A note on certiorari deadlines under the court’s new procedures
As reported on this blog and Howe on the Court, the Supreme Court has issued an order extending the deadline for filing a petition for a writ of certiorari to 150 days from the lower court’s judgment. The prior deadline had been 90 days.
Those intending to file a petition, however, should note that the deadline for seeking certiorari in civil cases is fixed by statute, 28 U.S.C. § 2101(c), at “ninety days after the entry of [the lower court’s] judgment,” with the possibility of extension “for good cause shown … for a period not exceeding sixty days.” The court’s recent order appears to reflect its judgment that, under the present circumstances, good cause exists to give all potential petitioners the benefit of more time.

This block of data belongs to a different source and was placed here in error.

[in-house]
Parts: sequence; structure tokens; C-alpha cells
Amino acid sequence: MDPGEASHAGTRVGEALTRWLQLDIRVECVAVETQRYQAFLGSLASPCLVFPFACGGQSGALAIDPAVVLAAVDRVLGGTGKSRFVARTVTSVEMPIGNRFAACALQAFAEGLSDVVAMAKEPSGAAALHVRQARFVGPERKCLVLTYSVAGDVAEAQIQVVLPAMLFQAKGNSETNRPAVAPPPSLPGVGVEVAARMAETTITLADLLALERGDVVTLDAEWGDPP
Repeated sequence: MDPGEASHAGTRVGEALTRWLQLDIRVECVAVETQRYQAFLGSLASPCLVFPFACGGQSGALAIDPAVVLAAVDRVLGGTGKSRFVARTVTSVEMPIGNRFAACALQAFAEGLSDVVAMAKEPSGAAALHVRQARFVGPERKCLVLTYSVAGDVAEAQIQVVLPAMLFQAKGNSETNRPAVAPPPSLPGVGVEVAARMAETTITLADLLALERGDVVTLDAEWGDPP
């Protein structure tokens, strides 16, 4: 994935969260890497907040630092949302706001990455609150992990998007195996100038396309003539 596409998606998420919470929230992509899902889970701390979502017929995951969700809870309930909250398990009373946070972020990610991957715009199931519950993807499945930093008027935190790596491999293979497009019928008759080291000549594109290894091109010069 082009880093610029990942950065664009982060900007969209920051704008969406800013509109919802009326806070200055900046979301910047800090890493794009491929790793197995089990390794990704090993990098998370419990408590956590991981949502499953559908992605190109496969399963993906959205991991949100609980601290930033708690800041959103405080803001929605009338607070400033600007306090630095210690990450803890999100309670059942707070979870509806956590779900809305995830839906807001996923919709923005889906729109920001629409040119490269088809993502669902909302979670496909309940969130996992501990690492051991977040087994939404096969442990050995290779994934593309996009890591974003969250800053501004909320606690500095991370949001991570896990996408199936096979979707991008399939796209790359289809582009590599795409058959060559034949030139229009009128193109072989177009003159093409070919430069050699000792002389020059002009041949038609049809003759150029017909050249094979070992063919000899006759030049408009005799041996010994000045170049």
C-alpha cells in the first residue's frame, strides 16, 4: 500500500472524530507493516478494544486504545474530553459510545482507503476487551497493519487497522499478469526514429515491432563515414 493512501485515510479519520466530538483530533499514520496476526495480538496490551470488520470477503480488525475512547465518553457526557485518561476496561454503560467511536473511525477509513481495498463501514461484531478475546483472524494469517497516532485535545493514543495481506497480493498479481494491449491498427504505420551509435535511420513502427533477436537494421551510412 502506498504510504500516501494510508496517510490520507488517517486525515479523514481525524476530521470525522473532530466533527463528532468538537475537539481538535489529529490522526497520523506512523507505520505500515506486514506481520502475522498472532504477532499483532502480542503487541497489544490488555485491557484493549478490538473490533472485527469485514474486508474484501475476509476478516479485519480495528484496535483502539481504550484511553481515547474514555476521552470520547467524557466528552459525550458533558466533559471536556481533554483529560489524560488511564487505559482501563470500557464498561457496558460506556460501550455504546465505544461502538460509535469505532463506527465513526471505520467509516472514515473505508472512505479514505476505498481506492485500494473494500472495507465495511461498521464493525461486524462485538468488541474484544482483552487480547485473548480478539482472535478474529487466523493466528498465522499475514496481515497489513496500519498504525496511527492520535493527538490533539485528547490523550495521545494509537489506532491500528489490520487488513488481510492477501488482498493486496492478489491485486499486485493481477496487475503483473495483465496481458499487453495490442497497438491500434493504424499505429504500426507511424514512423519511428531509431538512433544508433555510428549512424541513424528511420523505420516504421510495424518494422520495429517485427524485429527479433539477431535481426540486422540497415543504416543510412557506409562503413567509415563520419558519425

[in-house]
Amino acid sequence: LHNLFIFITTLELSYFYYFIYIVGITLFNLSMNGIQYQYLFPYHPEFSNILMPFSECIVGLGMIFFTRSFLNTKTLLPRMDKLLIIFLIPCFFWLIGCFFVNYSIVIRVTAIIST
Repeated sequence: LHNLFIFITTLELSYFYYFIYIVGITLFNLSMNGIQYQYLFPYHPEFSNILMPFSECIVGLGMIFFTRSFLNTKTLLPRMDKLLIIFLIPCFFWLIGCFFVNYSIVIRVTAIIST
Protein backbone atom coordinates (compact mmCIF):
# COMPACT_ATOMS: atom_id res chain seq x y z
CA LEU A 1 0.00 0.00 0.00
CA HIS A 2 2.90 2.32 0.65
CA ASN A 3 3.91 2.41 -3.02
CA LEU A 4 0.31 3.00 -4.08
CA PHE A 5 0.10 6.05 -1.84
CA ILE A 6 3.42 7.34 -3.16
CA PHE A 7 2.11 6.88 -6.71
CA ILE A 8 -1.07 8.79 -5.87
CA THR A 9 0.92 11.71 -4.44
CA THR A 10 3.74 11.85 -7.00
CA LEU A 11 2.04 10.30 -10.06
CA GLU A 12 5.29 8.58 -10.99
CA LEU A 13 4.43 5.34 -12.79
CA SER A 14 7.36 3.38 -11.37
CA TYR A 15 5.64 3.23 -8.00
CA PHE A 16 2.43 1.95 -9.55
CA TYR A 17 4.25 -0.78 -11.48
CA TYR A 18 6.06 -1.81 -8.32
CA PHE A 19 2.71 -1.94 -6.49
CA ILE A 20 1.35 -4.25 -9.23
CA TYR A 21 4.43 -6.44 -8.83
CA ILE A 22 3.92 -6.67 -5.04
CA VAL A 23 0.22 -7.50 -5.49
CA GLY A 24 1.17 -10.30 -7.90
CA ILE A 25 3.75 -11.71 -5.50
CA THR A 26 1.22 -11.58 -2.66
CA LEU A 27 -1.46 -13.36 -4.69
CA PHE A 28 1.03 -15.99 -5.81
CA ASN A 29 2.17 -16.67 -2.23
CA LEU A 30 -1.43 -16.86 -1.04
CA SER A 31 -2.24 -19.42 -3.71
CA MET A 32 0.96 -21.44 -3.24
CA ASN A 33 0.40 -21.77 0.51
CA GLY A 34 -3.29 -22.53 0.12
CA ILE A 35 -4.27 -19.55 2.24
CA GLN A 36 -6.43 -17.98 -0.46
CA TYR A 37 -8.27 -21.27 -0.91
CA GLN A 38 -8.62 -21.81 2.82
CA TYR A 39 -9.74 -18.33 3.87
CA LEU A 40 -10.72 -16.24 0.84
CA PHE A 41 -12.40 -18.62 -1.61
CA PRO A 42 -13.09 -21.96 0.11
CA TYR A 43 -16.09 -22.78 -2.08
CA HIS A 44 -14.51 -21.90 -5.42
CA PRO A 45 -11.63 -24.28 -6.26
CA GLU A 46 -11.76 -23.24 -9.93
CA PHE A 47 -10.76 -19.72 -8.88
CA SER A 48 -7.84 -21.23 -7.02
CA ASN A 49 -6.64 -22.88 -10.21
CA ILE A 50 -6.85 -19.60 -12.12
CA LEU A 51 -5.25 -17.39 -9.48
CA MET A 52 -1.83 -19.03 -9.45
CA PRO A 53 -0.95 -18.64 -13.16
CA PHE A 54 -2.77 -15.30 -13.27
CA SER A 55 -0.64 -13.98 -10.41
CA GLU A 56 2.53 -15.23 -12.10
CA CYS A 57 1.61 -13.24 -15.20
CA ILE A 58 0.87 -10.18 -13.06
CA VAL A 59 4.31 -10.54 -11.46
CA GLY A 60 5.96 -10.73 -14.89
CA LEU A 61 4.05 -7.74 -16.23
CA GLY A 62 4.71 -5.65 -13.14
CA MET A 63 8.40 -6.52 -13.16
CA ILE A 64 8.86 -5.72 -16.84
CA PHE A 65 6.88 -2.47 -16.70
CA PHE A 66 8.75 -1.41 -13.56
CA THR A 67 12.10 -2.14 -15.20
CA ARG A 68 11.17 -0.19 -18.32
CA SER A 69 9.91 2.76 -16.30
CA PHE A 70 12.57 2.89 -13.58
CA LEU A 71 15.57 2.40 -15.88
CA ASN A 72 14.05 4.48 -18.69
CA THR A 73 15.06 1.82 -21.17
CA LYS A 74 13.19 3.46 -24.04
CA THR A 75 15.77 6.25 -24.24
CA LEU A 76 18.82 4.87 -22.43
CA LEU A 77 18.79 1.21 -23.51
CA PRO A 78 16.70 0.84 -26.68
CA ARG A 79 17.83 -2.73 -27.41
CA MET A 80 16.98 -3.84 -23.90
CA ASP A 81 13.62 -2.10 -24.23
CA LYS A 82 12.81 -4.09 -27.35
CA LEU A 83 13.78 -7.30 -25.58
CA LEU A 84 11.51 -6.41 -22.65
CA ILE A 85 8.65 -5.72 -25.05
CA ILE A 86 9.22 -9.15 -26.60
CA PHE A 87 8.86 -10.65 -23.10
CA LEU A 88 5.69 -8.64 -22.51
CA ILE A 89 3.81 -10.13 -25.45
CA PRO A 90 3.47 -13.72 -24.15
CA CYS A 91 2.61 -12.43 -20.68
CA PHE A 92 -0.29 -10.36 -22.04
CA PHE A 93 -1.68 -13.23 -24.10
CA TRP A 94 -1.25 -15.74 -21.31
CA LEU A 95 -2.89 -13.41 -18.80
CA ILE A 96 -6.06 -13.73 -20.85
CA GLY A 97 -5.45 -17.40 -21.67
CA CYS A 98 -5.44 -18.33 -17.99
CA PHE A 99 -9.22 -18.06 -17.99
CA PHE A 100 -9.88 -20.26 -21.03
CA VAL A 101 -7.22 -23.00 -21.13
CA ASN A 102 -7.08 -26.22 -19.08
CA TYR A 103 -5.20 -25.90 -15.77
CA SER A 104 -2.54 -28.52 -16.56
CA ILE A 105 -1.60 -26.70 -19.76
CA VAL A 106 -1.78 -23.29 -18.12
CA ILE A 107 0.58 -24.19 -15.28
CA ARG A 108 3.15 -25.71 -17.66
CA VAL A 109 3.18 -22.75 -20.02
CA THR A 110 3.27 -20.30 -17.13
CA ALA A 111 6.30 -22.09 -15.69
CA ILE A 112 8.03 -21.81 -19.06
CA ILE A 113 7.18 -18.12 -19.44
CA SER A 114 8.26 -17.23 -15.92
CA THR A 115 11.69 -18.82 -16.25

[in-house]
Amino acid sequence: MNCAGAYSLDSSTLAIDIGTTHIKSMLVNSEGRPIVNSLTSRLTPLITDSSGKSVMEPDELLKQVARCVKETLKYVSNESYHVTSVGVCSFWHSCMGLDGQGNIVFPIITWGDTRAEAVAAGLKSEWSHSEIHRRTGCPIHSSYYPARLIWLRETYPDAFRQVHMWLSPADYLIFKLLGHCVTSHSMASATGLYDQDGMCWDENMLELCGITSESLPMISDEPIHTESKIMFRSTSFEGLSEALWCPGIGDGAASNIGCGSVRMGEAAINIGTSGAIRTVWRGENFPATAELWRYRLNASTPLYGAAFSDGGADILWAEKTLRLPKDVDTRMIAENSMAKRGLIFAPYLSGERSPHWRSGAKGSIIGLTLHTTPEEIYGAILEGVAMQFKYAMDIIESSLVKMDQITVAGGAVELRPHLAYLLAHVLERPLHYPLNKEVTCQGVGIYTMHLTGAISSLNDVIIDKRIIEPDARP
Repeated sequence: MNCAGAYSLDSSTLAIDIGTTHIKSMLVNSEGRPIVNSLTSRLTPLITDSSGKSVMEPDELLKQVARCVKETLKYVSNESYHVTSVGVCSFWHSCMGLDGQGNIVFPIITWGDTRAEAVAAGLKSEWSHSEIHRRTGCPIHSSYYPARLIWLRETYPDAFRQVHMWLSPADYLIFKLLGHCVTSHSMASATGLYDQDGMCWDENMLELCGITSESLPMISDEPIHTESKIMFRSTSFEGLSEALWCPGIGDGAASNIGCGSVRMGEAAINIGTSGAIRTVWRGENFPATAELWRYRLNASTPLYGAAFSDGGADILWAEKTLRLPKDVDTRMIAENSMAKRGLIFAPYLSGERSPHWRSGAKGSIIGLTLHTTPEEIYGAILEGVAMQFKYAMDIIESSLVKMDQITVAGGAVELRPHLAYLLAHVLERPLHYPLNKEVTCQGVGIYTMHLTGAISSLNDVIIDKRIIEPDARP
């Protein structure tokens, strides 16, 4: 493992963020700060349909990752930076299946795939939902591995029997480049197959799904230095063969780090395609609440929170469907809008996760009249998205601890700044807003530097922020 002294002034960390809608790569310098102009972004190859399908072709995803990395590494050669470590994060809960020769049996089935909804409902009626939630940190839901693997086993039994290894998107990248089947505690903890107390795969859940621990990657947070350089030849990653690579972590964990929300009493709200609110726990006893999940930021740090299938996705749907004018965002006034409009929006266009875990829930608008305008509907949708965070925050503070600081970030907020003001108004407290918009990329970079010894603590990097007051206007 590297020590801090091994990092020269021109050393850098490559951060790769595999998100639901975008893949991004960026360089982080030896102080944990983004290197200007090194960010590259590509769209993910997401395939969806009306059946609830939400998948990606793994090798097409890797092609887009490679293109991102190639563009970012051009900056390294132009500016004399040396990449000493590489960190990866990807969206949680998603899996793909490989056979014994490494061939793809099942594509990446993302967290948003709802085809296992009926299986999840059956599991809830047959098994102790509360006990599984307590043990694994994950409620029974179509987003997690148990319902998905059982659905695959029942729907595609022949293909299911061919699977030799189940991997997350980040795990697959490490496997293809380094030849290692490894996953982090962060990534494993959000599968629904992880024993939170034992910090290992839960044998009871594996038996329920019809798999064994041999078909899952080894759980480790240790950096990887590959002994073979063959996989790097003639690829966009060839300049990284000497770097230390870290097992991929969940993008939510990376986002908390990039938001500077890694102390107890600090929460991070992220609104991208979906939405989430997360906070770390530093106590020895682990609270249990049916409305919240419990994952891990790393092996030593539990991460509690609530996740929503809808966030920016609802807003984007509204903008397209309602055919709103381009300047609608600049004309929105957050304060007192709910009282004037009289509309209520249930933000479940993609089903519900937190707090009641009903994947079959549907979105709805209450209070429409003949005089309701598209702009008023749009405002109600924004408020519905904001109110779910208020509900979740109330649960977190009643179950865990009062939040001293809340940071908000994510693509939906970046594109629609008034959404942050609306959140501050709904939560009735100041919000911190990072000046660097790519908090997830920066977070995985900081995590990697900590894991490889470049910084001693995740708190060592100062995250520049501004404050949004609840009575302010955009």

As the court has previously explained, because the certiorari deadline in civil cases is statutory, it is mandatory and jurisdictional. That means the court is not at liberty to extend it further, even when there are compelling reasons to do so. Civil-case petitioners thus should not expect any further extension past the 150 days now permitted. (The deadline in criminal cases is set by the court’s own rules and can theoretically be relaxed, but the court very rarely does so.)